Kenya is the last section of my long-term project “Environmental migrants: the last illusion” started in 2011 and including two more chapters: Ulan Bator – Mongolia and Dhaka – Bangladesh.

My intention is to continue to narrate the stories of those people, families, communities, whose life has been disrupted by the ‘freaks’ of nature as well as the new social dynamics and creative strategies emerging from these upheavals. Moreover, with this project, I would like to cross the borders of the world of photography and serve the purposes of social awareness by contributing to the international debate around environmental migration and unfair urbanization.

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  • Kenya, Turkana Region. A shepherd of the Turkana tribe with his light machine-gun, looking for grazing land for his flock, along the border between Kenya and Ethiopia, in proximity of the Todonyang village.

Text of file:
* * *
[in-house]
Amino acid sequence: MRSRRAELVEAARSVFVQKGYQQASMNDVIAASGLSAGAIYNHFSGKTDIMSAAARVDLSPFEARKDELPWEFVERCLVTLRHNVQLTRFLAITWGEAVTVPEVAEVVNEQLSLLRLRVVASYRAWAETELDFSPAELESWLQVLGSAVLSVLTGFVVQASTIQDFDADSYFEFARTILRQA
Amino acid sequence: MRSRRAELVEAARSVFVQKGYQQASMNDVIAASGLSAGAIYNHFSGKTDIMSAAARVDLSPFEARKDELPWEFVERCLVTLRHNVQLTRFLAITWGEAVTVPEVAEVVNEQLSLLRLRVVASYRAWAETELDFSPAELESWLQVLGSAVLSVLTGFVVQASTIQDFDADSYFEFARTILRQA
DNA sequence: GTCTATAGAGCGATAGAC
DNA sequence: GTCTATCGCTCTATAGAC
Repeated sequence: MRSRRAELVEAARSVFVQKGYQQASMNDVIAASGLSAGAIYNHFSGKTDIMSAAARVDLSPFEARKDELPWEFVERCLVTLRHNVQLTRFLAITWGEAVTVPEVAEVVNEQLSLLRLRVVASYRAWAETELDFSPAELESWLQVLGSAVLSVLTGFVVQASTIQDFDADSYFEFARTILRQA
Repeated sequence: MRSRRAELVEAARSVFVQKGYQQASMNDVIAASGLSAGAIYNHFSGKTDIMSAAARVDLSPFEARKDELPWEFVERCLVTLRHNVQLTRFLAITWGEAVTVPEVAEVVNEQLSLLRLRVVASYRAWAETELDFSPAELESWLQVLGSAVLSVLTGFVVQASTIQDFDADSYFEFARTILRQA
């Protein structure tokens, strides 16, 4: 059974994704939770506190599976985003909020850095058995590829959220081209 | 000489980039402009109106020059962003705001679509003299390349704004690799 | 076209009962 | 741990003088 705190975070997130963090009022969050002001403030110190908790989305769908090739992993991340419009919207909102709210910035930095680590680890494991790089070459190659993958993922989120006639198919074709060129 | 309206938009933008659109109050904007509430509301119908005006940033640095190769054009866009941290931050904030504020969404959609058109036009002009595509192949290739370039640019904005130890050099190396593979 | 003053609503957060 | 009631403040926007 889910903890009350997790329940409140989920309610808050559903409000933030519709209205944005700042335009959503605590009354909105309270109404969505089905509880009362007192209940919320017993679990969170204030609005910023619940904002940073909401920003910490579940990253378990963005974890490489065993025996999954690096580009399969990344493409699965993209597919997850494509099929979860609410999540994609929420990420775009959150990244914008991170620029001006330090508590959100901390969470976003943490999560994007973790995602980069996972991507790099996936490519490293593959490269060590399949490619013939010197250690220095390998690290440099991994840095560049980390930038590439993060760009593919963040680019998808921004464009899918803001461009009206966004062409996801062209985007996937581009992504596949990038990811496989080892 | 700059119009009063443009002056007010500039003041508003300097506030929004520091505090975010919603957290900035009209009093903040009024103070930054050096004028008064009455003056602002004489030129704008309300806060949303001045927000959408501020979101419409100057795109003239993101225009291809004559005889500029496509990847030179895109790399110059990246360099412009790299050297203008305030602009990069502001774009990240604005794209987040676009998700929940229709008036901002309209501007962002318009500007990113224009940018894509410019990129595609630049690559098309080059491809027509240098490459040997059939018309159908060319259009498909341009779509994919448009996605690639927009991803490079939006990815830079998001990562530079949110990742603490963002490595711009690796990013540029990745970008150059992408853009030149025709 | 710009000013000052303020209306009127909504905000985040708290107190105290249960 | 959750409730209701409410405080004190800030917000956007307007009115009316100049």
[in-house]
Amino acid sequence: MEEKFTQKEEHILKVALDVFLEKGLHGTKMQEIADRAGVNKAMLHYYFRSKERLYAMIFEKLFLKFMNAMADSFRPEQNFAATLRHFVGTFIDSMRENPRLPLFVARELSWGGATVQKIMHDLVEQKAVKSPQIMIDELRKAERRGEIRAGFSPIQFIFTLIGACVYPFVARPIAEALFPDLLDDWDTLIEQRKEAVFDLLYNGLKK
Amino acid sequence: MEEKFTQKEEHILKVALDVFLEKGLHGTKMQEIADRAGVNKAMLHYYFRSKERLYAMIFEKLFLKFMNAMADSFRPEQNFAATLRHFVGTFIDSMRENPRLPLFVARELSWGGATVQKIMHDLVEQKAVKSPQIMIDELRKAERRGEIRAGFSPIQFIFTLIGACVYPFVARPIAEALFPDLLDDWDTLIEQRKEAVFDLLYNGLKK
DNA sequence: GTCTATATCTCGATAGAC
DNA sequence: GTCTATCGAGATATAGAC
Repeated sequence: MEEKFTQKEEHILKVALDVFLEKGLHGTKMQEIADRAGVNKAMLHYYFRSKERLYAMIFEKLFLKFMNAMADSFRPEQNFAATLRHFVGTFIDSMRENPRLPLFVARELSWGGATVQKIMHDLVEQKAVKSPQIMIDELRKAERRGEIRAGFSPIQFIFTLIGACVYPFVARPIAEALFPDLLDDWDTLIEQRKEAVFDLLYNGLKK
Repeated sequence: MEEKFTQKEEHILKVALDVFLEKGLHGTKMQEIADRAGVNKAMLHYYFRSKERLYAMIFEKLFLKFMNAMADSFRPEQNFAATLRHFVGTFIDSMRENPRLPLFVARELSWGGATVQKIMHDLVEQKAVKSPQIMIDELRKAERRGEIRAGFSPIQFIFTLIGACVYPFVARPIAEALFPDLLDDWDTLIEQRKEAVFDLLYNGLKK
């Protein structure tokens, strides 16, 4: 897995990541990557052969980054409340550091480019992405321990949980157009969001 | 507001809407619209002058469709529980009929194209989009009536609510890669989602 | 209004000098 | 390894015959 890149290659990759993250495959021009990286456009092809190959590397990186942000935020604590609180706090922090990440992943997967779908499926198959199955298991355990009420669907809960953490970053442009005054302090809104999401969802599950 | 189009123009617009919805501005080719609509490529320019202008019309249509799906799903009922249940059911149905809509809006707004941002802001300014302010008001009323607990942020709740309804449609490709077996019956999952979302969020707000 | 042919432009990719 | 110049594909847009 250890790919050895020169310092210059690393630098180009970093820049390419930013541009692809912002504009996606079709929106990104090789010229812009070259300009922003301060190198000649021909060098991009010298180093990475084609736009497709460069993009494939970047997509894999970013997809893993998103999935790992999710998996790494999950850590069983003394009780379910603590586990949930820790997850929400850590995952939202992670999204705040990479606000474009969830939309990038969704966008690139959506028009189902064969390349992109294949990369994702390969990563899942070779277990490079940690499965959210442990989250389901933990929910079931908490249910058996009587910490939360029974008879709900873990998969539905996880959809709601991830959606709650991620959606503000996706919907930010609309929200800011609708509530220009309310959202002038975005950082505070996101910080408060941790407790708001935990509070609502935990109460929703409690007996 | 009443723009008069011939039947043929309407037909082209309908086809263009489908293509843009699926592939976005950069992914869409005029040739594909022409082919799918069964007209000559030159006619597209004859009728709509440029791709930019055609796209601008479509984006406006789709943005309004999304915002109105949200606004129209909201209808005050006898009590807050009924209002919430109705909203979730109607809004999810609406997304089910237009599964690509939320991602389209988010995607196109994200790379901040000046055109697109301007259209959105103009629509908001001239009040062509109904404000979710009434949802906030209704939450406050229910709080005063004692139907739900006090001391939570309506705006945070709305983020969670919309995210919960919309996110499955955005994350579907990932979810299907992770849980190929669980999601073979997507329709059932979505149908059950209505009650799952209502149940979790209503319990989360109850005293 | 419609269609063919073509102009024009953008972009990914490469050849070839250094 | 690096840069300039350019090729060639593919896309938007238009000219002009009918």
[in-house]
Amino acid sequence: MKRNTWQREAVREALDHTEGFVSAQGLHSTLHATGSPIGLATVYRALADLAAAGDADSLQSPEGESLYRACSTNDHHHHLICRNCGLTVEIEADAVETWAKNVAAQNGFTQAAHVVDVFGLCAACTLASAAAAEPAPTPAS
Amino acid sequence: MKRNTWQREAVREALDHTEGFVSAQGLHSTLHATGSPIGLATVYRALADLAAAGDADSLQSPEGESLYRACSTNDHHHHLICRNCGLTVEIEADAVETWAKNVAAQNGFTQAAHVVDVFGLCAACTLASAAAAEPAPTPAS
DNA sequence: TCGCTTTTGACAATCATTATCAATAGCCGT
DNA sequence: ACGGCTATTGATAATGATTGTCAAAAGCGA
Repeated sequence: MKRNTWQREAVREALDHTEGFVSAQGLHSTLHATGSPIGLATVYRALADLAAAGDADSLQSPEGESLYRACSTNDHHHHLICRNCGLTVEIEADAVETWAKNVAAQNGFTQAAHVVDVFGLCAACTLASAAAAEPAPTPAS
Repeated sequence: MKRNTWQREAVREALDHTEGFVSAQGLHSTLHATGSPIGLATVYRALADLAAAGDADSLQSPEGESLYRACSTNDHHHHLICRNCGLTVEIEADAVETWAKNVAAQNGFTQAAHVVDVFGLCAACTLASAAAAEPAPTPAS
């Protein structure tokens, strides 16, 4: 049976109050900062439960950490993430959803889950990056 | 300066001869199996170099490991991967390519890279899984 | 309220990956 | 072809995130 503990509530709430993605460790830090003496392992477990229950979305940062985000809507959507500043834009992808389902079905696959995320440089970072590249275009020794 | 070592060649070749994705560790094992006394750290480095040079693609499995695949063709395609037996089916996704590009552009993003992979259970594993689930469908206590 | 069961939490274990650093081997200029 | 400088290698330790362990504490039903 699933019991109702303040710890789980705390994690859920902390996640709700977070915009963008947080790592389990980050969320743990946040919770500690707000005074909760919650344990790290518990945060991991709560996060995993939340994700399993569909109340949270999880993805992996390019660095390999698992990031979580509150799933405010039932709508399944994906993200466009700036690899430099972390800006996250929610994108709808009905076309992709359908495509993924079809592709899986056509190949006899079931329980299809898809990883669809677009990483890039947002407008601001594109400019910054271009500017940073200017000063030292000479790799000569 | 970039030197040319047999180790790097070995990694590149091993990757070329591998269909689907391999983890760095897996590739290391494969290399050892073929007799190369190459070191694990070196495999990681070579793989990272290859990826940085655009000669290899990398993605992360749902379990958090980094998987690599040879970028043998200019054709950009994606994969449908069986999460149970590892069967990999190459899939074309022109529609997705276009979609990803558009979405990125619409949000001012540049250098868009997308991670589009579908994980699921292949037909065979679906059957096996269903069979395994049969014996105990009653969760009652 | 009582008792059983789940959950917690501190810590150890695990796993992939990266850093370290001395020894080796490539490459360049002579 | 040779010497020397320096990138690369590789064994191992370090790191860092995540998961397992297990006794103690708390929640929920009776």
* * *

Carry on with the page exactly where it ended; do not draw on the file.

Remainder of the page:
• Kenya, Turkana Region. A mass grave where catholic priests of the Saint Paul Mission have buried about a hundred victims of tribal fights for the control over grazing land and water supplies around the Todenyang village, along the borders between Kenya and Ethiopia. In this area Kenya’s Turkana tribe and Ethiopia’s Marille tribe fight on a daily basis. A notice on a cross that says “28 people”: it indicates the number of people that have been buried and that have died in the course of a single ferocious fight.

  • Kenya, Turkana Region, Lobei village. Loduung Elimlin, a 50 years old shepherd from the Turkana tribe, photographed with his machine-gun. He’s been involved in many fights with the neighbouring Pokot tribe for the control over the limited quantity of grazing land and water supplies. He’s been shot off twice; the first time on his hand (he’s lost two fingers), the second time on his arm.

  • Kenya, Nairobi. A boy walking out of a hut with videogames in the slum of Kibera.